Online dating booming in Europe
LONDON, England (CNN) -- More Europeans than ever before were going online on Valentine's Day, in an attempt to find romance on the Internet.
Dating sites were reporting great increases in registered members as people become more confident using the Internet.
Analysts say people seeking partners online are willing to pay a subscription fee for quality services -- and ones that charge fees are more likely to survive in the future than free sites.
Daniel Stevens, an analyst at Jupiter Media Metrix, told CNN there had been a healthy growth in online dating due to a booming Internet population.
Online dating might attract more people because users can be anonymous, and members are instantly matched as they sign in, he said.
The global dating site Match.com, which says its services have led to more than 1,400 marriages, 75 children and hundreds of thousands of relationships worldwide, is reporting an increase in registered users all over Europe.
During the last two months of 2001, the number of new registered Match.com members grew by 45 percent in Germany, 39 percent in the Netherlands, 27 percent in Spain, 48 percent in France, 39 percent in Italy, and 26 percent in Denmark, vice-president Joe Cohen said.
In the first month of this year alone there had been an increase of 50 percent new UK members registering their profile with Match.com, bringing the total number of UK members to 100,000, he said.
Match.com and uDate.com, which is another global site also reporting a rise, charge a subscription fee of $24.95 a month for users to receive and answer mail from other members. It is free to place a profile on the site.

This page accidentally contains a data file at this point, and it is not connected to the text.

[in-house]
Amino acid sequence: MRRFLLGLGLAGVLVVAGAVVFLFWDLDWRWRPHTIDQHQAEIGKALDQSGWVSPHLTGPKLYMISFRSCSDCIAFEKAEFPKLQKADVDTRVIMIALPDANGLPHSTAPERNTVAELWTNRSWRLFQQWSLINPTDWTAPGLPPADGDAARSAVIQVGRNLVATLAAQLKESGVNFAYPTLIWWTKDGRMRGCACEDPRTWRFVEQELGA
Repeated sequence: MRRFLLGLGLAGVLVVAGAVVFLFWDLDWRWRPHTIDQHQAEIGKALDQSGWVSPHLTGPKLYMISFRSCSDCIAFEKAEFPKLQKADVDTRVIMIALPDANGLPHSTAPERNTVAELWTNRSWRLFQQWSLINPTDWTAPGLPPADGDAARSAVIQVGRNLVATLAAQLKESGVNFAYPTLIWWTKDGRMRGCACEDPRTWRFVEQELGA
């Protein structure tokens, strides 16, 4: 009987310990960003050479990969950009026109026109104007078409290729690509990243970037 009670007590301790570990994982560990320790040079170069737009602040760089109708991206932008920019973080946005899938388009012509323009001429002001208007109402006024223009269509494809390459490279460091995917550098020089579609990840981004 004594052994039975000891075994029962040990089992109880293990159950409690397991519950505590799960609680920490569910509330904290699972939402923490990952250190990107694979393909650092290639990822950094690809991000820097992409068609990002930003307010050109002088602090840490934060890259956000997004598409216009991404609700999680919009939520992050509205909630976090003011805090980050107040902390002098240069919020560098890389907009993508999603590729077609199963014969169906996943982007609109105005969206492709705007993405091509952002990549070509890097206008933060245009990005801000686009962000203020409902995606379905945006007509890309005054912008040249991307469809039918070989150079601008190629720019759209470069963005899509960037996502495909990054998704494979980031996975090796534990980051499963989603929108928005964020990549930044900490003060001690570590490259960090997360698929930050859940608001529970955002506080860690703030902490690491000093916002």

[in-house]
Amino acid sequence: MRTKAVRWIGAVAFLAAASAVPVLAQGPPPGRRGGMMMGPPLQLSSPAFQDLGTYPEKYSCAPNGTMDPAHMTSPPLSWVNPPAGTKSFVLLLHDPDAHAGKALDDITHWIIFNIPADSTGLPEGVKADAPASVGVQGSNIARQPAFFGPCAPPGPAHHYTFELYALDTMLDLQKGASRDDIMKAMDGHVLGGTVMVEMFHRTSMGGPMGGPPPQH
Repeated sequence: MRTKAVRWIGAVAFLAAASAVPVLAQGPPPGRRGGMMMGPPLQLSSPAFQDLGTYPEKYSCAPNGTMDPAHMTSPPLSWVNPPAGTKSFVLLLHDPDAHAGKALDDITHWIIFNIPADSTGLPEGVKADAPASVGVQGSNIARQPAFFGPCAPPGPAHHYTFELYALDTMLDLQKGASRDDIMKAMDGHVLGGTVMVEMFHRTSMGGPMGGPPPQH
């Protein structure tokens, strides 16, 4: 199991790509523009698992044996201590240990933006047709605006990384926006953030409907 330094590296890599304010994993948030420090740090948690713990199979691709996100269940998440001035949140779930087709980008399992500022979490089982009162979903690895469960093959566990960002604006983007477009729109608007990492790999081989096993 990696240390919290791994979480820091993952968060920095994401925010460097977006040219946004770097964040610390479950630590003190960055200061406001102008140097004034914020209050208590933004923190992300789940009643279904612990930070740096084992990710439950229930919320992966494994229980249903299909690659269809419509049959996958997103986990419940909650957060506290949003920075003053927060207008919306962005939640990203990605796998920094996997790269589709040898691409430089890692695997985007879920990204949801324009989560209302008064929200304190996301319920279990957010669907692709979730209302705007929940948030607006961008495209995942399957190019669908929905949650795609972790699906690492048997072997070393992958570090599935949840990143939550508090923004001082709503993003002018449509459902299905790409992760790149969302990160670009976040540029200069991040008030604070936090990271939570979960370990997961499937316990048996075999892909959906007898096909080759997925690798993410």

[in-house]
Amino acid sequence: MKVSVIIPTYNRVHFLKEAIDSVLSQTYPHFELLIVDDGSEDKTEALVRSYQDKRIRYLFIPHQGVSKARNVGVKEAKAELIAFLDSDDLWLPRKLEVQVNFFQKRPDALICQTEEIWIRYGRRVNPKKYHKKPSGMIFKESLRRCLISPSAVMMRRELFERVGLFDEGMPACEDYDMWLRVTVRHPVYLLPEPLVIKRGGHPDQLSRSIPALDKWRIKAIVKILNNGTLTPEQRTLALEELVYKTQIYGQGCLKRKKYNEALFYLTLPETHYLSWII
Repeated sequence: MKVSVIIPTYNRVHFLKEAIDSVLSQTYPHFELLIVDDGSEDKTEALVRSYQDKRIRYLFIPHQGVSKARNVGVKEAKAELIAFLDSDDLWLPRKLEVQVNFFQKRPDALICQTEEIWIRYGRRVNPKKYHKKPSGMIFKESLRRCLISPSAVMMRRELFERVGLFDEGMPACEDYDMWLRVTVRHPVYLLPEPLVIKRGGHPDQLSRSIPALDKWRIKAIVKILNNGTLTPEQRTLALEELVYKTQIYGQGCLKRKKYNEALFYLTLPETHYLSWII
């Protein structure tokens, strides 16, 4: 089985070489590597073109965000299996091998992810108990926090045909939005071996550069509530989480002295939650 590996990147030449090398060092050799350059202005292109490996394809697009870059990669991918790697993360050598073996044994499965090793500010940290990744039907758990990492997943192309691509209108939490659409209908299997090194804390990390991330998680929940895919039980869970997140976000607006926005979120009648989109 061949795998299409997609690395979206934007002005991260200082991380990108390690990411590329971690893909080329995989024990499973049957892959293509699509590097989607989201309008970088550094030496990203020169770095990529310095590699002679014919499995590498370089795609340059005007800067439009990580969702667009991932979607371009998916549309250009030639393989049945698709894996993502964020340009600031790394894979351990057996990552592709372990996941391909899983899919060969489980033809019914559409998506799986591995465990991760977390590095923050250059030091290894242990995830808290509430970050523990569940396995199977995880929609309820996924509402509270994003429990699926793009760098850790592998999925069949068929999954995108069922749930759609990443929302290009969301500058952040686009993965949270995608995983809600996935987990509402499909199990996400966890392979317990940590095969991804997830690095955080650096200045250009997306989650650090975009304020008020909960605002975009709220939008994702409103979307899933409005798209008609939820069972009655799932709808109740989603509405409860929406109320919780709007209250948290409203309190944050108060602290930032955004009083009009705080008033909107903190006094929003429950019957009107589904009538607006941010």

Out of its 30,000 UK members only 10 percent are paying members.
The CEO of uDate.com, Mel Morris, said that the site saw a worldwide increase in revenue of 1,200 percent during 2001.
Also smaller UK sites such as Dating.co.uk and Singlesclub.co.uk say the number of people looking for love on their sites has increased 20 and 40 percent respectively since this time last year.
Dating.co.uk, which has a total of about 3,000 registered members, is a free service financed through advertisements and the sale of various goods, whereas Singlesclubs 10,000 members have to pay £15 for three months or £25 for 12 months to answer mail from other users.
Stevens predicts that the number of people who use such services will continue to grow in Europe as the internet population grows.
But he points out that online dating only appeals to a segment of the population, and he doubts whether the UK will ever see membership numbers in the millions.
He predicts there will only be a handful of sites left in a few years.
"Most sites will probably have to charge for their services -- but people who use off-line agencies are used to the costs, and others will realise that they will have to pay for quality services," he said.
Dating.dk, one of the largest dating sites in Denmark, with its 475,000 profiles -- Denmark has a total population of a little more than 5 million people -- is a free site.
However, the marketing director and co-founder Morten Oliver Wagner, said that the site was considering charging its members.
The site, which has experienced a growth of almost 50 percent since this time last year, is financed by advertisements and off-line events, but members are charged a small fee if they wish to create a profile with more advanced features.
The general attitude towards dating on the Internet has changed, Wagner said.
"When Dating.dk started in 1998 it was a taboo in Denmark to meet people online. Now people see it simply as an additional way of meeting others."
Camilla Jensen, a 27-year-old law student, logs on to Dating.dk every day from her home in Copenhagen.
"Dating online is an easy way of meeting people whether you are seeking a long-term partner or just a date.
"It puts you in contact with people who you would have never met otherwise and there is a much greater choice of people than in your everyday life.
"I would still be using the site if I had to pay a reasonable fee," Jensen said.
Singles seek soul mates in cyberspace
January 28, 2002
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